Simanaitis Says

On cars, old, new and future; science & technology; vintage airplanes, computer flight simulation of them; Sherlockiana; our English language; travel; and other stuff


THE NEAREST that Sherlock Holmes ever got to Japan was his hiatus in Tibet, but this didn’t keep him from becoming one of Japan’s most popular folk heroes. Watson’s first story in the U.K. appeared in Beeton’s Christmas Annual in 1887. By early 1894, his commentaries were appearing, albeit in abridged form, in Tokyo’s Nihon-Jin literary journal. Today, the Japan Sherlock Holmes Club has more than 1000 members. The exploits of Holmes and Watson invariably score first among kids in their English classes.  A full-size statue of Holmes, only the world’s second to be erected, stands in a park near Karuizawa, about an hour Shinkansen ride northwest of Tokyo.

This statue of the Master Detective resides in Koshinzuka Park near Karuizawa, Japan. It is the work of sculptor Satoh Yoshinori. Photo from the Japan Sherlock Holmes Club.

The statue’s residence in this resort town commemorates work done there by Ken Nobuhara, Japan’s definitive Holmes interpreter. It was Nobuhara who in 1952 completed a thirty-year project of translating the Canon into Japanese.

Other interpretations exist, several reflecting the special relationship that Holmes has with the Japanese people. His cocaine habit, for instance, was considered a bit too much; in one edition, this was changed to an addiction to coffee. Another editor, confronted with The Red-Headed League, transformed the story into The Bald-Headed League for his Japanese readers.

This young adult edition of “A Study in Scarlet” has the Japanese title “Rorisuton Ga-den,” after the book’s Lauriston Gardens crime scene.

A Japanese young adults’ book in my collection carries the title “Rorisuton Ga–den,” though in katakana characters reserved for foreign words.  Japanese readers would be comfortable in identifying this as Lauriston Gardens, the crime scene early in A Study in Scarlet.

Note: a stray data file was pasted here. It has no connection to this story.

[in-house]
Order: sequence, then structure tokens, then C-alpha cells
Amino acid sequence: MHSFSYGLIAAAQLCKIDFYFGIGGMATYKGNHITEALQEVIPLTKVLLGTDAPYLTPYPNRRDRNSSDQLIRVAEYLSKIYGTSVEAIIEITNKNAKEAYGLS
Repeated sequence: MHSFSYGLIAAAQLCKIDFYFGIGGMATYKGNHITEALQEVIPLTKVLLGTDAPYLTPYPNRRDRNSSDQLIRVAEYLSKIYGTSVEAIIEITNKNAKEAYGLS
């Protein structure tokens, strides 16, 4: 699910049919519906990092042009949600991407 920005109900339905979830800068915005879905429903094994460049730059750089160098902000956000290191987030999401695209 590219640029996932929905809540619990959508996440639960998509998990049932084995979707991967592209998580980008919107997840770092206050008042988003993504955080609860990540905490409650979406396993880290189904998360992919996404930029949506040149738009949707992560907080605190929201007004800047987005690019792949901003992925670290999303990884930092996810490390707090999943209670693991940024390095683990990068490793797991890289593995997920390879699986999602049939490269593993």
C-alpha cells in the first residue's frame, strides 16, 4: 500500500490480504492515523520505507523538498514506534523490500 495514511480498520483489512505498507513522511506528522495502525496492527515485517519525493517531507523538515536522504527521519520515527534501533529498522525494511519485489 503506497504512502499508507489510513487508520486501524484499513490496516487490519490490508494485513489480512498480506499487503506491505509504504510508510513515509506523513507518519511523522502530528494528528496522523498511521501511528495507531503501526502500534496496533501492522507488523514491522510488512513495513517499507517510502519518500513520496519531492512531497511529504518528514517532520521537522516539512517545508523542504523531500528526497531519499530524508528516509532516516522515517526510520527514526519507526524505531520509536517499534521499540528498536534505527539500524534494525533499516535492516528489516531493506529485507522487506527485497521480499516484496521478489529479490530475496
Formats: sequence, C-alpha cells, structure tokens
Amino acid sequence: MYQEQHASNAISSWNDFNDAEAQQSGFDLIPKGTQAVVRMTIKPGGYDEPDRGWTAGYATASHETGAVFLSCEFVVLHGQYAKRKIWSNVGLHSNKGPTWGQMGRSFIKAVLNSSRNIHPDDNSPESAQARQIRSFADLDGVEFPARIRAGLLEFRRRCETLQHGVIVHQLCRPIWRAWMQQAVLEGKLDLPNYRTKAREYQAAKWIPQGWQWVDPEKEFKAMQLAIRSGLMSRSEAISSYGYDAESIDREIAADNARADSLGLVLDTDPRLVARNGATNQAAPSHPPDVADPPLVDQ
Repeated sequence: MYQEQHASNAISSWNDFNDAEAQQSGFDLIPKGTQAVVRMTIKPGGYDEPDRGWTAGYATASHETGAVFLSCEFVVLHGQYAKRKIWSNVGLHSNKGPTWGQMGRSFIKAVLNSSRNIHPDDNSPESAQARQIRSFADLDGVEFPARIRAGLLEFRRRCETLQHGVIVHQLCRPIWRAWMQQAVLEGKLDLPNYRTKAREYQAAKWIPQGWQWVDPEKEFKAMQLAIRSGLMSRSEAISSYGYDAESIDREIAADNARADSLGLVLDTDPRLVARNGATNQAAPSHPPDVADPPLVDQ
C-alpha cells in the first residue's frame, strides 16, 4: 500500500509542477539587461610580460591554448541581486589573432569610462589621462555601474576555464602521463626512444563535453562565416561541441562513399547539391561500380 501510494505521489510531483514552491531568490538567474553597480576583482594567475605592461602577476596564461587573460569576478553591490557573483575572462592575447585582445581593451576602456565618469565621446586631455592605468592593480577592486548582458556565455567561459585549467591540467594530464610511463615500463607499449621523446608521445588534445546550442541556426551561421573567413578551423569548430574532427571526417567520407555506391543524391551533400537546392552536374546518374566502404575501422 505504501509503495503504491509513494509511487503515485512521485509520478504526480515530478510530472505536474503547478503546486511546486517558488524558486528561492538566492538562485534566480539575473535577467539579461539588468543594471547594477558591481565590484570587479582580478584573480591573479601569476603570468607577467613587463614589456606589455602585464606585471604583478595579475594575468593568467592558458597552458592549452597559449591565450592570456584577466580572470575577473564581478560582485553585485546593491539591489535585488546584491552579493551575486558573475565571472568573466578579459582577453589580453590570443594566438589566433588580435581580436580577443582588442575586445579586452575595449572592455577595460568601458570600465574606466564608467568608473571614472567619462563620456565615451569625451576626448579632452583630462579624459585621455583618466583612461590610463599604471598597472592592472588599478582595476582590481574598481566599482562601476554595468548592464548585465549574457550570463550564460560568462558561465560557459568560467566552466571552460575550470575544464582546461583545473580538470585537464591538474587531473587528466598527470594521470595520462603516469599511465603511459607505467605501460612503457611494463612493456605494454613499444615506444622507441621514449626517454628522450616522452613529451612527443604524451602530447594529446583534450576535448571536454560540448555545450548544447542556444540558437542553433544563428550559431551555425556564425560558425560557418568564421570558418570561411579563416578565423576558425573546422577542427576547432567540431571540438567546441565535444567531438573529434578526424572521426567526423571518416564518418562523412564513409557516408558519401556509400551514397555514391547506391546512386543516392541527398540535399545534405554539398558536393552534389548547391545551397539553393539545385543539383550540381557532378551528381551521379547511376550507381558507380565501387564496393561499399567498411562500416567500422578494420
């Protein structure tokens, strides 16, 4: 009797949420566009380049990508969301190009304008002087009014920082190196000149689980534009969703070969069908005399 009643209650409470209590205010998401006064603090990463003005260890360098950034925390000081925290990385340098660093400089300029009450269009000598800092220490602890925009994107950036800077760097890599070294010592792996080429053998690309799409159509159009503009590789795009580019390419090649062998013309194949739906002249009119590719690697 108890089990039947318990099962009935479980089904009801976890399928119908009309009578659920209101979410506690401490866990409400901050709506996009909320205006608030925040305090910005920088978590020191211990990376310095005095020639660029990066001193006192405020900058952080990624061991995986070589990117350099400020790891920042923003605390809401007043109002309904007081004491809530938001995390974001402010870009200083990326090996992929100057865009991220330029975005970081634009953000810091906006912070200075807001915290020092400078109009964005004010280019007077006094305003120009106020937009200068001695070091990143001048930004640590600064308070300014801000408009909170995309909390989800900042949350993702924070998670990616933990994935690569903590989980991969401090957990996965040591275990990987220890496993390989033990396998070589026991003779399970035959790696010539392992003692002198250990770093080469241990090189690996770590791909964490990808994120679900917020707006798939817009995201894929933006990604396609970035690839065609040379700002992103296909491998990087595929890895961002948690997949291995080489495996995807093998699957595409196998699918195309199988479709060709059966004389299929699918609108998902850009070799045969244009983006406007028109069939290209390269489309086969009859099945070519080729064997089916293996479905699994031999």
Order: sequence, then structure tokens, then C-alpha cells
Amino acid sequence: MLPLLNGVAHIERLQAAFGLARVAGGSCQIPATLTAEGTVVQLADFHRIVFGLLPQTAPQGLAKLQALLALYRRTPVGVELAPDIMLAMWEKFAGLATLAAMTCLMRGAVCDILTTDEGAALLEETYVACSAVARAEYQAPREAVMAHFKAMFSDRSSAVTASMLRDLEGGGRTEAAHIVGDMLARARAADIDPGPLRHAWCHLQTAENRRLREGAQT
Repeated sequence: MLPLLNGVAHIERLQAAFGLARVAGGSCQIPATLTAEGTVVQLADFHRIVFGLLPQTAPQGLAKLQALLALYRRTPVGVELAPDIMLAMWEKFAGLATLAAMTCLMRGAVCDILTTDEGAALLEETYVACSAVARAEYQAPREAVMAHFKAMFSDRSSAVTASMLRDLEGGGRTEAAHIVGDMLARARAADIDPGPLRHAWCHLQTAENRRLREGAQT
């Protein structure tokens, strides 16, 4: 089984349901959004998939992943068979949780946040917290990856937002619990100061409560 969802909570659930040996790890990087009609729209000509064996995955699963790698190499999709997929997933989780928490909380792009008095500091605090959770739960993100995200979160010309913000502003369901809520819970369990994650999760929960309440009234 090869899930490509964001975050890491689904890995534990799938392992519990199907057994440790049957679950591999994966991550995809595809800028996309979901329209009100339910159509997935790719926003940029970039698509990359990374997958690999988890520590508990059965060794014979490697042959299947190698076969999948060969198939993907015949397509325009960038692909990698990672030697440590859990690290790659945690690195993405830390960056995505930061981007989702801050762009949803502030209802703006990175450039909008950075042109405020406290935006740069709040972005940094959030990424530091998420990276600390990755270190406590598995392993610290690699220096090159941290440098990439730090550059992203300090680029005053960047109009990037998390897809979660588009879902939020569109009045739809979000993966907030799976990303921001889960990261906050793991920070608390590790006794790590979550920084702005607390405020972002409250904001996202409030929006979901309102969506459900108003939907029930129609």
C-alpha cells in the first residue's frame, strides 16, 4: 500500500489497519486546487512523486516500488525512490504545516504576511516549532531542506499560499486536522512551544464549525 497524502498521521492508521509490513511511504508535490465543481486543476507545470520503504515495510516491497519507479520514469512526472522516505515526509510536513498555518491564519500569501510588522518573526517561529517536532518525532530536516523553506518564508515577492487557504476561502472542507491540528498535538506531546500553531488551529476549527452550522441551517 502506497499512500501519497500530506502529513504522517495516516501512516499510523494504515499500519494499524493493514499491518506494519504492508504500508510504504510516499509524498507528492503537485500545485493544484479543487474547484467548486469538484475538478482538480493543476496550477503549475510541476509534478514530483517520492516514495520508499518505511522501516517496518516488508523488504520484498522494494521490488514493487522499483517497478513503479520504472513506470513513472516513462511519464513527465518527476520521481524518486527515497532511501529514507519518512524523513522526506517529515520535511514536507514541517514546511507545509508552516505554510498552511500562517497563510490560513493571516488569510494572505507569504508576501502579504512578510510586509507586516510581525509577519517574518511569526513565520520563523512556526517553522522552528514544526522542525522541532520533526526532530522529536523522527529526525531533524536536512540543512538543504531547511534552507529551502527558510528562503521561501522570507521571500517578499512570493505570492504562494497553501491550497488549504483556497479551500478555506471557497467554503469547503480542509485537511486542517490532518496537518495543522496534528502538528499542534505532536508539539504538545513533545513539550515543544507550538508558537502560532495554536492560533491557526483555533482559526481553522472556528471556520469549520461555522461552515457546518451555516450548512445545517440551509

The Canon contains no reference that Holmes understood Japanese. He was, however, a master at Baritsu, Watson’s rendering of a Japanese martial art.

I came upon another prize bit of Sherlockiana in browsing through Tokyo’s upmarket Ginza district. There, “Baker St., men’s comfortable furnishings,” was celebrating its tenth anniversary with this wonderful poster in its window.

A Ginza men’s clothing store, “Baker St,” celebrated its tenth anniversary with this poster.

I offered to buy the poster, and the proprietor kindly gave it to me the next day when the sale ended.

An excellent source on the subject is Sherlock Holmes in Japan, by Keith E. Webb, NextChurch Resources, 1998. Another, written by Japanese Sherlockians, not about Japan, is Sherlock Holmes’s London: Following the Footsteps of London’s Master Detective, by Tsukasa Kobayashi, Akane Higashiyama and Masaharu Uemura, Chronicle Books, 1984. Both and offer them along with other Japanese Sherlockiana. ds

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This entry was posted on August 26, 2012 by in The Game is Afoot and tagged , , .
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